Market Report, "Egypt Water Report Q2 2013", published

From: Fast Market Research, Inc.
Published: Wed Apr 24 2013

Despite the heightened political risk climate in Egypt, the government is clearly aware that it cannot afford to let the water sector drift; urgent action is needed to keep the sector moving. In this respect, there is cause for some optimism. The PPP Central Unit's decision to revive the prequalification process for the Abu Rawash wastewater treatment plan in Q113 is a positive development, as was the move by the Holding Company for Water & Wastewater to tap funding for some new desalination plants planned for the Sinai area. Though much of course hinges on the signing of a new loan package from the IMF - not a foregone conclusion at the time of writing - BMI believes that Egypt still has it within itself to emerge as a strong water investment market over the next couple of

Key themes to highlight for Egypt's water sector:

Full Report Details at

* Egypt can expect much faster momentum across its water sectors, following news in Q113 that the prequalification process on the delayed Abu Rawash wastewater treatment plant - designed as a publicprivate partnership (PPP) project - has been restarted. Though wastewater treatment remains a priority area for the Cairo authorities, PPP structures will also deployed in other areas, notably desalination, with talk of two desalination projects being tendered in Hurghada and Sharm al-Shaikh in the Sinai. Reports indicate that the PPP Central Unit aims to launch eight to 10 privately financed water projects this year, with larger ones to follow in 2014..
* There is scope for optimism about Egypt's competitive landscape, given that the PPP Central Unit -- charged with bringing in private sector groups to implement infrastructure projects - has renewed momentum under director Atter Hannoura. The restart of prequalification on the Abu Rawash wastewater treatment plant, which will have an expanded capacity of 1.6mn cubic metres (m3/d), is a morale booster after two years of drift. Private water operators will find themselves in greater demand in future.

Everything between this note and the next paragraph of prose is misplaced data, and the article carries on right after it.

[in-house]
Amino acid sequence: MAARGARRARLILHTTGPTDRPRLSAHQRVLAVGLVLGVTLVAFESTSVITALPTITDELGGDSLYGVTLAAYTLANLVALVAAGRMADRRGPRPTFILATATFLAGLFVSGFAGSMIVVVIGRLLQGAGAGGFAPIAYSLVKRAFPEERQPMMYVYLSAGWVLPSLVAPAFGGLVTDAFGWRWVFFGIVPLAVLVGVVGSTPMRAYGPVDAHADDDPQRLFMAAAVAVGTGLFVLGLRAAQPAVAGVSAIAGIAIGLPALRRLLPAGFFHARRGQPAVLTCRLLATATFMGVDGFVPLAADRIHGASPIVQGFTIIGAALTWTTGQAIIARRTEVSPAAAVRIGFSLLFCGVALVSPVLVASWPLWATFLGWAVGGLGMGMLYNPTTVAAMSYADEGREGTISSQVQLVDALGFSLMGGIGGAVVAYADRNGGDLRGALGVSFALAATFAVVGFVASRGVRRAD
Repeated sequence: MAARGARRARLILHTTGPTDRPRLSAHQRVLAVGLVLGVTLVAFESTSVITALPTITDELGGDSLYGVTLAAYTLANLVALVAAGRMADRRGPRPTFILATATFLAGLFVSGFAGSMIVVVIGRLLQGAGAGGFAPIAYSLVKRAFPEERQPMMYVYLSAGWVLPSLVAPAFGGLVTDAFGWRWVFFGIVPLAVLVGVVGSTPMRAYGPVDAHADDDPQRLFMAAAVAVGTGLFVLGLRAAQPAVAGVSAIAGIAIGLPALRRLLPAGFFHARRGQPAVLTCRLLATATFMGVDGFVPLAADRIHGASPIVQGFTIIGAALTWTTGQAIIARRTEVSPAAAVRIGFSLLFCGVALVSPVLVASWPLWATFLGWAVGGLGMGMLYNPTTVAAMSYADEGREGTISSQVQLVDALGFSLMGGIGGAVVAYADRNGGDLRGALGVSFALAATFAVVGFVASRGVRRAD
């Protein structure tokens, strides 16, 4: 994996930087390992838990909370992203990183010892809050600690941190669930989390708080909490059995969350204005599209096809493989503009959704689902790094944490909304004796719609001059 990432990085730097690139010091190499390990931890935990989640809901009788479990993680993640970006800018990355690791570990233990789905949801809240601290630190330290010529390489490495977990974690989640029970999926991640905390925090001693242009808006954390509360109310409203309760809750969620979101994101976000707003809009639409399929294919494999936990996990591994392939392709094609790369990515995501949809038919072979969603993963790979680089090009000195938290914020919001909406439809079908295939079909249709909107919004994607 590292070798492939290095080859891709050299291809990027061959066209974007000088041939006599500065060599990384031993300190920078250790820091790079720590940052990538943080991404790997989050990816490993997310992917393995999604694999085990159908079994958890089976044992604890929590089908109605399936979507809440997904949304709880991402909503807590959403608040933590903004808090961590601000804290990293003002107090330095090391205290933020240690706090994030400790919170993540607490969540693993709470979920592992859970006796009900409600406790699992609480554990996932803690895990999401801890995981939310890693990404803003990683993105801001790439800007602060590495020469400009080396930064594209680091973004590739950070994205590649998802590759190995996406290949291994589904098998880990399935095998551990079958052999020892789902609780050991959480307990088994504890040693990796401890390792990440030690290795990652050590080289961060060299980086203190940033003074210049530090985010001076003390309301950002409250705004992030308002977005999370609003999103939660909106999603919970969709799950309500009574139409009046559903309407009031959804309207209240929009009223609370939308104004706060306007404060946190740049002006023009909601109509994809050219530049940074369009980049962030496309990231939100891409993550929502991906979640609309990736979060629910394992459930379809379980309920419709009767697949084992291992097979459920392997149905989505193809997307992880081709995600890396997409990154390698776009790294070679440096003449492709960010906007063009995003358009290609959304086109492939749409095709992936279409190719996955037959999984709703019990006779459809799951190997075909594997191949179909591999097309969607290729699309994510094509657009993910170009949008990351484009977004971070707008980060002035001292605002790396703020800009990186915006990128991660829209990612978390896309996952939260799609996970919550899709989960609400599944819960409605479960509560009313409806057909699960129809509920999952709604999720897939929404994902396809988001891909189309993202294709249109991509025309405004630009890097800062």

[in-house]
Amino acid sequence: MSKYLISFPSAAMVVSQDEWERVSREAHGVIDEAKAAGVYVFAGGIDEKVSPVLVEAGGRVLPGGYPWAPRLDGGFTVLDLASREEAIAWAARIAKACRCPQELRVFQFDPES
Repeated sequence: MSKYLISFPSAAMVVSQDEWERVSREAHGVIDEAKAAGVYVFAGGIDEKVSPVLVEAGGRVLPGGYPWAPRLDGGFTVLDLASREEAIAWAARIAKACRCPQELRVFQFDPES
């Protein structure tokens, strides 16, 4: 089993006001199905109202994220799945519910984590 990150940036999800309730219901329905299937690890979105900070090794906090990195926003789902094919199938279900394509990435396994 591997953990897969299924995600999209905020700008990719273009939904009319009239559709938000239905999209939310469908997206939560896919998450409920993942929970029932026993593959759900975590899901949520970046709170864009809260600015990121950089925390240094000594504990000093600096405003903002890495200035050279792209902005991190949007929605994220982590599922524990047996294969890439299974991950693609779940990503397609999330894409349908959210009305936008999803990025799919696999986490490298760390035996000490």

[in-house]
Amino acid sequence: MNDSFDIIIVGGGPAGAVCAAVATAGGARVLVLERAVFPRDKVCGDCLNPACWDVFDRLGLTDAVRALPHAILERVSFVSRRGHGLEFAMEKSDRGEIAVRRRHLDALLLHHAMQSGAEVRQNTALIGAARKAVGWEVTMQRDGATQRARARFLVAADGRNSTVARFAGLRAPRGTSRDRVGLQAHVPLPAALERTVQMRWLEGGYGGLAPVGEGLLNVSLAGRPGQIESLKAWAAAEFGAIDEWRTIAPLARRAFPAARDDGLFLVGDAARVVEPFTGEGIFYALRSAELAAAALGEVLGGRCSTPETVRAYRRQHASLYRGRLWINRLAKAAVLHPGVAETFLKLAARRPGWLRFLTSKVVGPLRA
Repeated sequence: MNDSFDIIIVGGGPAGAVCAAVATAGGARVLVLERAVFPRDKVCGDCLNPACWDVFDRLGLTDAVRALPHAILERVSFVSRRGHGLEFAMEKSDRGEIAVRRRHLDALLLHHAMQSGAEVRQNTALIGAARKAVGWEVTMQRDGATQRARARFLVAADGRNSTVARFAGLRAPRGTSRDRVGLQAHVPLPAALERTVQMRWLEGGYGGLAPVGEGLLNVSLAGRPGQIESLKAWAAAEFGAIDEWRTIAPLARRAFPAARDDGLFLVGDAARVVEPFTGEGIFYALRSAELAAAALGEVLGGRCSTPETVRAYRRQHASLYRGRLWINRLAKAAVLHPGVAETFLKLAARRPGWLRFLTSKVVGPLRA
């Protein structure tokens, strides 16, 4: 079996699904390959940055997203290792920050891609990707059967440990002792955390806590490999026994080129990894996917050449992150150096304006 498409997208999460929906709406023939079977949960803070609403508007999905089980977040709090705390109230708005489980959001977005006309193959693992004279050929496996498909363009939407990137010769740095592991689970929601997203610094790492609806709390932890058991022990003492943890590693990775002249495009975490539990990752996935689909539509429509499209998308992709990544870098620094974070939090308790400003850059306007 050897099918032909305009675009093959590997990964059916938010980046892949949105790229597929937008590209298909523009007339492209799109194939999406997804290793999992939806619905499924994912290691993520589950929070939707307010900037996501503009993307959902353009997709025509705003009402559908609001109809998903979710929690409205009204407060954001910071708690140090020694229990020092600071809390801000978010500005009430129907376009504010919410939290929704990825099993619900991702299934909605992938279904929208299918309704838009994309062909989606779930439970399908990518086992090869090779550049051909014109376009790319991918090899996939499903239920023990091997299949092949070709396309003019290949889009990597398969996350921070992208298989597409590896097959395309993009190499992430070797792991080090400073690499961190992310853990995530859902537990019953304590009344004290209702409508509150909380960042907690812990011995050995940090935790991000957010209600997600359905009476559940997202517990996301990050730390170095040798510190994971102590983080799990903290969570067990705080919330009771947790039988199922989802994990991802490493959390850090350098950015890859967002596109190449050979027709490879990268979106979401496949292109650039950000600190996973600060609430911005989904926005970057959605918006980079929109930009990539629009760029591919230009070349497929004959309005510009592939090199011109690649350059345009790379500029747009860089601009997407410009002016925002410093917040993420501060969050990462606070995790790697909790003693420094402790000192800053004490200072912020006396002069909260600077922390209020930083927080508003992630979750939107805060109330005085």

* The government is still some way from introducing much needed new tariffs, which remains a highly sensitive issue for an administration that is wary of imposing a greater financial burden on the public. BMI nonetheless expects water tariffs to be addressed in the course of 2013, particularly if the government chooses to accept IMF loans that will come with strings attached -- notably to reform the wider subsidy system. .
* Desalination will be the major priority under the new regime, with a reported US$164mn will be made available for deals schemes in the Red Sea and Mediterranean coastal regions. Prior to the political unrest that derailed all major infrastructure planning in Cairo in 2012, HCCW had been planning to build three small capacity desalination plants under public-private partnership arrangements. These are now considered more likely to go ahead.

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